Dubai’s construction : The construction and retail sectors in Dubai saw strong growth last month, as builders took on more work and retailers further slashed prices, according to a monthly survey.
The tourism and travel sector however did not fare so well, with job losses dragging down growth in the industry, according to the Dubai Economy Tracker Index by IHS Markit/Emirates NBD
The index for the construction sector rose to 57.1 in June from 54.6 the previous month on the back of increased output and new work as the emirate pushes forward with new hotel and residential property projects.
Business optimism in the sector rose to an all-time high of 89.1 due to the strong pipeline of projects.
Employment in the sector increased at a similar rate to May, while input costs remained “broadly unchanged” from the previous month, which further helped ease pressure on businesses, the survey found.
The wholesale and retail trade sector saw some improvement with its industry-specific index rising slightly to 58.6 in June, marking the highest reading since October 2017.
Yet the index for the emirate’s travel and tourism sector declined in June to a reading of 54.9, the lowest reading since December. While new work and output did increase, a decline in employment in the sector helped drag down the headline figure.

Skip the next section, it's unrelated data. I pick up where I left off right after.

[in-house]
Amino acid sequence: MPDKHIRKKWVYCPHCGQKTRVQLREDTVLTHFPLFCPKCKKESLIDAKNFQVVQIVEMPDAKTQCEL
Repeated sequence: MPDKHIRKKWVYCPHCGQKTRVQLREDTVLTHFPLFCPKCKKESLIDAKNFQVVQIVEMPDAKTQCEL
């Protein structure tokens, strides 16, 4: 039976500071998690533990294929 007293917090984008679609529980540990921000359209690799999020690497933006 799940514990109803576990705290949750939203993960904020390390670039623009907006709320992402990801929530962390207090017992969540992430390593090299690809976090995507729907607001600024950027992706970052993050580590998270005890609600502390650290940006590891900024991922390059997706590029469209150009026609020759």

The employment index for the sector toppled to 48.8, marking the most job losses in the industry since records started in March 2015.
Dubai’s travel sector has been hit by the news last month that Virgin Atlantic will stop flights between London and the emirate. In May, Brunei Air announced plans to no longer fly to London via Dubai.
The decline in the tourism index contributed to the headline Dubai Economy Tracker slipping to 56 in June from 57.7 in May.
Headline employment levels remained broadly unchanged in June, despite growth in output across sectors.
The surveys also found that input costs inflation started to ease last month following the introduction of Value-Added Tax (VAT) on certain products at the start of the year.
However, total producer inflation remained higher in the first half of the year than in the same period last year, the survey found.
These price increases have not been passed on to the consumer with selling prices in June marginally lower than average, reflecting a trend seen throughout the first half of this year, according to the surveys.
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